With our art, we're saying, "This is who I am."
Hello! Fellow INFP here. Now I admit I'm pretty much a newbie when it comes to Myers-Briggs. I only discovered I was an INFP about one or two years ago, but ever since I've been so enthralled by everything I've read about INFPs and the other types. It is truly fascinating and has been so accurate for me. This post is about some of the things that's been true for me as an INFP writer, but you might also feel the same way. Who knows. These can also apply to non-writers as well. The more the merrier.
- INFP writers might be discovery writers, which means they might prefer to discover the story as they write. For the six years I've been writing this has been my process. Yes, I've tried outlining but the thrill of finding the story as I write just feels too good.
- INFP writers crave magic in everyday life. There isn't a day that goes by where I'm not searching for some sort of creative stimulation. Whether through music, art, or books, I feel my best when my heart and my soul have been touched. As I write, or before I begin, I might have to listen to my favorite playlist or spend some time on Pinterest.
- INFP writers love to see themselves in their work. I'm one of those people who loathed working in groups for creative projects. In my opinion, creative work is meant to be personal. I never felt like there was any of me in the group projects I did in school. That's why we work solo.
- The heart of an INFP writer is always hungry. I don't write every day, but I'm always thinking about writing. What will my next story be? And how can I make it better than the last? These questions are always swimming through my mind. Once an INFP writer sets their heart on something, it'll be hard to change their mind. I'll never stop writing.
- INFP writers sometimes find it hard to zoom out. We might be good at looking at the details, a line we love or that one scene. When it comes to the big picture, I find I have to go all the way back to the beginning and outline the scenes I've written so far. This is the only way. A light bulb always goes off in my head. And I think, "Ah, so this is what I've written."
- INFP writers can take criticism. It might take us a while to come to terms with the fact that our critique partner was right about that character needing more fleshing out, but we usually come around eventually.
- INFP writers can get really passionate at times. I for one know how hard it is to let go of a project I swore would be the one. It usually takes another bright idea for me to fully let go of the previous one.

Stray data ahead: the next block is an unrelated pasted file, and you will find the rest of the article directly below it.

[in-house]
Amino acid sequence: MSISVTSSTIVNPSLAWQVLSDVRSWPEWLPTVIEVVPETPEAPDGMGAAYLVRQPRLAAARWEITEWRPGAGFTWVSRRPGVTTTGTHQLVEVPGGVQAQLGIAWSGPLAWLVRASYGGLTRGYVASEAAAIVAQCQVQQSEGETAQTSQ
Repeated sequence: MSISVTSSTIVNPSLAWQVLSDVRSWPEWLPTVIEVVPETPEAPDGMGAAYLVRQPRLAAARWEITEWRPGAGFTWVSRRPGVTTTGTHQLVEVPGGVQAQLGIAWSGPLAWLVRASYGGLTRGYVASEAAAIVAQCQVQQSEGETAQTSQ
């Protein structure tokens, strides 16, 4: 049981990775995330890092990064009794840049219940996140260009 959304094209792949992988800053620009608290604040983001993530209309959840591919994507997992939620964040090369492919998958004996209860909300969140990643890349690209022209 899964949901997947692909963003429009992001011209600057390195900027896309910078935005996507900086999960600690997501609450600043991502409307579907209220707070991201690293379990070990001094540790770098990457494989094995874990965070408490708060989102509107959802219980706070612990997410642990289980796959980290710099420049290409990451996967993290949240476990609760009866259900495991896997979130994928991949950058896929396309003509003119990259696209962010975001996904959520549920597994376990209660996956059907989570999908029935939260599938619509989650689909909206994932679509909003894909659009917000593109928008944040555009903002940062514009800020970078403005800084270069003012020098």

- INFP writers live in their imaginations. I wasn't always writing, but I was always dreaming and telling stories to myself. Even now, I find it hard to quiet my thoughts. There's always some adventure to be had in this mind of mine.
- By writing and making art, INFP writers are trying to find themselves. We often feel so lost in this world, not knowing where we belong. With our art, we're delving deeper into ourselves, trying to make sense of who we truly are. I don't often know what I want to say until I write it down. I don't always know what I like until it's in front of me.
- INFP writers might secretly want to disappear inside of their favorite books. This needs no explanation. In fact, I think all book lovers feel this way, wanting more than ordinary life.
- INFP writers suffer from perpetual loneliness. The characters in our minds are our best friends.
- INFP writers will try to find a place for other art they love in their own work. Maybe it might just be me, but coming home the other night I was listening to a song I used to love. I thought, I'm going to write a character who loves this sort of music as much as I do.
- INFP writers might think they're weird. We tend to feel like there's no one else in the world who feel and think the same way we do, which is why Myers-Briggs is so wonderful. On the same note, we might also take being called weird as a compliment because it means there's no one else out their like us, no one can write or paint as we can.
- INFP writers are romantics. We don't always flaunt it, but we love the idea of being able to share a deep connection with someone through our art. The best compliment an INFP can receive is someone saying, "I understand you."
- INFP writers just want to make beautiful things. That's it really. We love the act of creating, even if it might not be very good. We sometimes find it so hard to articulate who we are and why we like something. With our art, we're saying, "This is who I am."
If you're an INFP, I'd love to know if any of these resonate with you. Is there anything you'd like to add to the list?